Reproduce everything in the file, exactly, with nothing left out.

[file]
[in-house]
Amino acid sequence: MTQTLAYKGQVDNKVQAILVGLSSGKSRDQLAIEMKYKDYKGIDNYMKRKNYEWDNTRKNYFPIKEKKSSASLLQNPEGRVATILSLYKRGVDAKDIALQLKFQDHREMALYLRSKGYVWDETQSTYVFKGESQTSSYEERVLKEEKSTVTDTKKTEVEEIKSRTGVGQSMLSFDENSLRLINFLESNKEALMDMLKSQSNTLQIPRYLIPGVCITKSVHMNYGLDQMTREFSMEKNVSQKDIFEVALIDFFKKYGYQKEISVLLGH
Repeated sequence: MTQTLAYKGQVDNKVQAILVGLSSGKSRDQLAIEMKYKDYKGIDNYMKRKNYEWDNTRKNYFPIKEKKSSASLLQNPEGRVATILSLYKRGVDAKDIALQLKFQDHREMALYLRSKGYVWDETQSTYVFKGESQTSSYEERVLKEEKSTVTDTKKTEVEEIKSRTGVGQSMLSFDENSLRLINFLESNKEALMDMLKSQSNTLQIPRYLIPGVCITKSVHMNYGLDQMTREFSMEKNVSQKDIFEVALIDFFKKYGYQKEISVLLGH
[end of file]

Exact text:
[in-house]
Amino acid sequence: MTQTLAYKGQVDNKVQAILVGLSSGKSRDQLAIEMKYKDYKGIDNYMKRKNYEWDNTRKNYFPIKEKKSSASLLQNPEGRVATILSLYKRGVDAKDIALQLKFQDHREMALYLRSKGYVWDETQSTYVFKGESQTSSYEERVLKEEKSTVTDTKKTEVEEIKSRTGVGQSMLSFDENSLRLINFLESNKEALMDMLKSQSNTLQIPRYLIPGVCITKSVHMNYGLDQMTREFSMEKNVSQKDIFEVALIDFFKKYGYQKEISVLLGH
Repeated sequence: MTQTLAYKGQVDNKVQAILVGLSSGKSRDQLAIEMKYKDYKGIDNYMKRKNYEWDNTRKNYFPIKEKKSSASLLQNPEGRVATILSLYKRGVDAKDIALQLKFQDHREMALYLRSKGYVWDETQSTYVFKGESQTSSYEERVLKEEKSTVTDTKKTEVEEIKSRTGVGQSMLSFDENSLRLINFLESNKEALMDMLKSQSNTLQIPRYLIPGVCITKSVHMNYGLDQMTREFSMEKNVSQKDIFEVALIDFFKKYGYQKEISVLLGH